Let it be written in the annals of Brinkerhoff history that this was the week when the dishwasher broke, Dave left town, and I potty trained Asher. Yes, in that order.
There are few chores I detest as much as hand washing dishes, and so I was horrified when the Start button for my dishwasher didn't respond on Tuesday morning. Don't buy a Maytag, guys. We've had ours for four-and-a-half years, and this is the second time we've had this problem. Dave didn't have time to check into it before heading to Vernal for work, and so I turned to Google in desperation. Here we see if Dave reads my blog. I took the door apart per Google's suggestion and tried to troubleshoot the thing (surprise, Honey!) The only thing I learned is that I have no idea what I'm doing and I deserve to be one of the suckers who pays the extra $200 in labor, in addition to the $150 for a new button panel. And I get to wait until Tuesday for the part to come in and the service guy to come back.
Because handwashing a stack of dishes every night after a day of wrangling the kids solo wasn't enough, I decided to potty train Asher starting Wednesday. I had picked the day a week ahead based on the forecast, and was determined not to alter course, dishwasher be damned. The plan was to do the "backyard method," wherein Asher runs around in his undies all day and pees at-will until he figures out that it's not cool to be soaked in your own urine, and agrees to use the toilet instead. But, because I have another child who likes his naps indoors and eating gravel outside, our potty training took place mostly inside. The first 24 hours were ROUGH. The next 24 hours was slightly better, and since then there have been zero accidents! Full disclosure: He still wears a diaper to sleep, because he takes a sippy to bed and frequently floods his way out of even an overnight diaper. Undies at night are out of the question for awhile. But still, he's doing great. Far better than I expected. He went to church today and a ward party last night without incident. Now we just have to step down the hourly bathroom visits and teach him to recognize himself when he needs to go.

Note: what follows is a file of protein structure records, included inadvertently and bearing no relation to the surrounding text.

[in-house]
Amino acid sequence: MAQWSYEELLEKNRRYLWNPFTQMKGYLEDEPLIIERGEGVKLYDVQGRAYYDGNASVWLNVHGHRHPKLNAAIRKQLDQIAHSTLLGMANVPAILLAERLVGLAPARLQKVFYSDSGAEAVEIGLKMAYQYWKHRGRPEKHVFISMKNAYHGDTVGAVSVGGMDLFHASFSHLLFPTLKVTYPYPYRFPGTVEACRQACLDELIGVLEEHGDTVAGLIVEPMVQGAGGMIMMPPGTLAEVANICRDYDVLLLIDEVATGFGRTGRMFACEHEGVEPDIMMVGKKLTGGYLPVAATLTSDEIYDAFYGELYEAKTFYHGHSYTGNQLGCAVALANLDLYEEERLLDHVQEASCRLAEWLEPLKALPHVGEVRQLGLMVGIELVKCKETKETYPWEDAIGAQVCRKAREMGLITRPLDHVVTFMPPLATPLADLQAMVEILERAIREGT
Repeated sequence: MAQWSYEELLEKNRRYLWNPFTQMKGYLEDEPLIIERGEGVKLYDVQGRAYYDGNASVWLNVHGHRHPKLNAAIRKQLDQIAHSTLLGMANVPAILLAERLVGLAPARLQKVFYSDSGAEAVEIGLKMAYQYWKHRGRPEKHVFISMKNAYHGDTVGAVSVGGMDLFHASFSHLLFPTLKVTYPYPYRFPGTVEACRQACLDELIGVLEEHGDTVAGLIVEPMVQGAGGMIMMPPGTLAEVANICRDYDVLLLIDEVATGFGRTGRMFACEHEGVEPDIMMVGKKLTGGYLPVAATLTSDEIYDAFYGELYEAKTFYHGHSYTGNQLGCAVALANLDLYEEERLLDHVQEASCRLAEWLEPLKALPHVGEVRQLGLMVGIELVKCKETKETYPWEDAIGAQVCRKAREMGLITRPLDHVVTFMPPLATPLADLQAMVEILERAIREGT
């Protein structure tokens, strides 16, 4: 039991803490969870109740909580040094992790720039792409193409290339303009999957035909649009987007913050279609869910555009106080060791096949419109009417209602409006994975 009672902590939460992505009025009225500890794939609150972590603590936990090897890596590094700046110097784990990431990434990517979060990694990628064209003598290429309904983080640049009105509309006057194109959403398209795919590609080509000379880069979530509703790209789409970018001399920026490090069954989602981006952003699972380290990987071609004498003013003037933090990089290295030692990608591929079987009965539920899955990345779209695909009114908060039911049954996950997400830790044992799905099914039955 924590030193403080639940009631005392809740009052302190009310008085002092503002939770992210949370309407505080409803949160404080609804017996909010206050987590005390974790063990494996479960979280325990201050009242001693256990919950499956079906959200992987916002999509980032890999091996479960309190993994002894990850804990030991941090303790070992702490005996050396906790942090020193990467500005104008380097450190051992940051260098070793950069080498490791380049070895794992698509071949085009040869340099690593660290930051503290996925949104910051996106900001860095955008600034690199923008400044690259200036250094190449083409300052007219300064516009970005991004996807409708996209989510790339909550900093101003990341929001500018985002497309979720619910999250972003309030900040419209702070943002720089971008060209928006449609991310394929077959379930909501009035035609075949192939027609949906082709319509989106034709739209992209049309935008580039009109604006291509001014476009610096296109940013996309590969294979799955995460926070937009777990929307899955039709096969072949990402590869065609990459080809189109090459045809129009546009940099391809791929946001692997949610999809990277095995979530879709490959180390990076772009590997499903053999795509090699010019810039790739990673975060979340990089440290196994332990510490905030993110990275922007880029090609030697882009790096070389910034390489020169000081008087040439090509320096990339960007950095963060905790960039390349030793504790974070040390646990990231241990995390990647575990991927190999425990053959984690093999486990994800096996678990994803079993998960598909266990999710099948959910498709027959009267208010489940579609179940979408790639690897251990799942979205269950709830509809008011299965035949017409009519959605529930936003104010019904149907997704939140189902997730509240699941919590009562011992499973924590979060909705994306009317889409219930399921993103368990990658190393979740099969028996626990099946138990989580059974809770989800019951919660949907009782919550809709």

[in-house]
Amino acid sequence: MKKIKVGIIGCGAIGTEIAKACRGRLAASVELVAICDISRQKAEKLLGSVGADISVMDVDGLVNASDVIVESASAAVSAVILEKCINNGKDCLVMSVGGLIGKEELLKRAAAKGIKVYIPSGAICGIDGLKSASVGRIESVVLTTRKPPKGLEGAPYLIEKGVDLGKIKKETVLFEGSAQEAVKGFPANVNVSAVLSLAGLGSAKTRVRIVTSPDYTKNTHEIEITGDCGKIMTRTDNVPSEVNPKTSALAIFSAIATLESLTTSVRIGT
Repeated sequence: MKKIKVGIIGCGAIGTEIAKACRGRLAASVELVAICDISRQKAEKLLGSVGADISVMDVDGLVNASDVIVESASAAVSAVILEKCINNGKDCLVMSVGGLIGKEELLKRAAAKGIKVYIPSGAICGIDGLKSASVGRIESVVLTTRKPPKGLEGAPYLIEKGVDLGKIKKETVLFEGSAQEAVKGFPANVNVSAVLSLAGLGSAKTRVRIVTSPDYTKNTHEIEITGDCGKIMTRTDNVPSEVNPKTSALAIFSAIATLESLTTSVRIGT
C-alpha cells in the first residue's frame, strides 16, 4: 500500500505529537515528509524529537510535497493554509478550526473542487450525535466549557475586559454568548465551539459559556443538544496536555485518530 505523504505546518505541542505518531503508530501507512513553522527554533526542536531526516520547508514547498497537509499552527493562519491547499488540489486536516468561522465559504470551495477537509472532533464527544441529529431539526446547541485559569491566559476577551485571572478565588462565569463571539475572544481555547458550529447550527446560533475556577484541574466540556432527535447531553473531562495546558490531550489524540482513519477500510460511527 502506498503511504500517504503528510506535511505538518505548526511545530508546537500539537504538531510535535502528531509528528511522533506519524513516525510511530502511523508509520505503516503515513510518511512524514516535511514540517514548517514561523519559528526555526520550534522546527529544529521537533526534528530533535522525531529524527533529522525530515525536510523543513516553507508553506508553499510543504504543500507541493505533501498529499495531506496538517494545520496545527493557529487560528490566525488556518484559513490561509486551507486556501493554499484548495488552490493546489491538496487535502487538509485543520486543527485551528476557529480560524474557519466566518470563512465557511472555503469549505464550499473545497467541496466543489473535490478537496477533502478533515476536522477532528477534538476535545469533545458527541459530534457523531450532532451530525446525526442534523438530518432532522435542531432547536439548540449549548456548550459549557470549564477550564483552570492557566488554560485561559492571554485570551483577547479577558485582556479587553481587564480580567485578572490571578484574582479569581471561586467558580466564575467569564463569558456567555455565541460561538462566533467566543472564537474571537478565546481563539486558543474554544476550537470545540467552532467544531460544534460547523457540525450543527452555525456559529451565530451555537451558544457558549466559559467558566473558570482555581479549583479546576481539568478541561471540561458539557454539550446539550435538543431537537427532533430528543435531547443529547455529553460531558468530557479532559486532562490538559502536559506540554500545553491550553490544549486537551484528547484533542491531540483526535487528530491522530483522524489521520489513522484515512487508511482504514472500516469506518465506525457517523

The true difficulty of potty training—as related to you by an expert of five days experience—is having the will to not give up. Every morning I am overwhelmed at the prospect of stripping Asher down every hour (at first it was every 20 minutes) and making him sit on the toilet, constantly asking if he needs to poo, and keeping a vigilant eye glued to him lest he sneak off for 30 seconds to poop behind the recliner. It's exhausting, folks. By afternoon I am pooped. There is the nagging temptation to just throw a diaper on him and take a break. But I know that will just confuse him and draw out the process. So, we've ripped off the bandaid and there's no looking back! I'm sure he'll have accidents here and there for the next few weeks and months, but I'm really excited to (hopefully) have a kid who is reasonably potty-trained by the time we want to go on our summer travels. And in the fall: PRESCHOOL!!!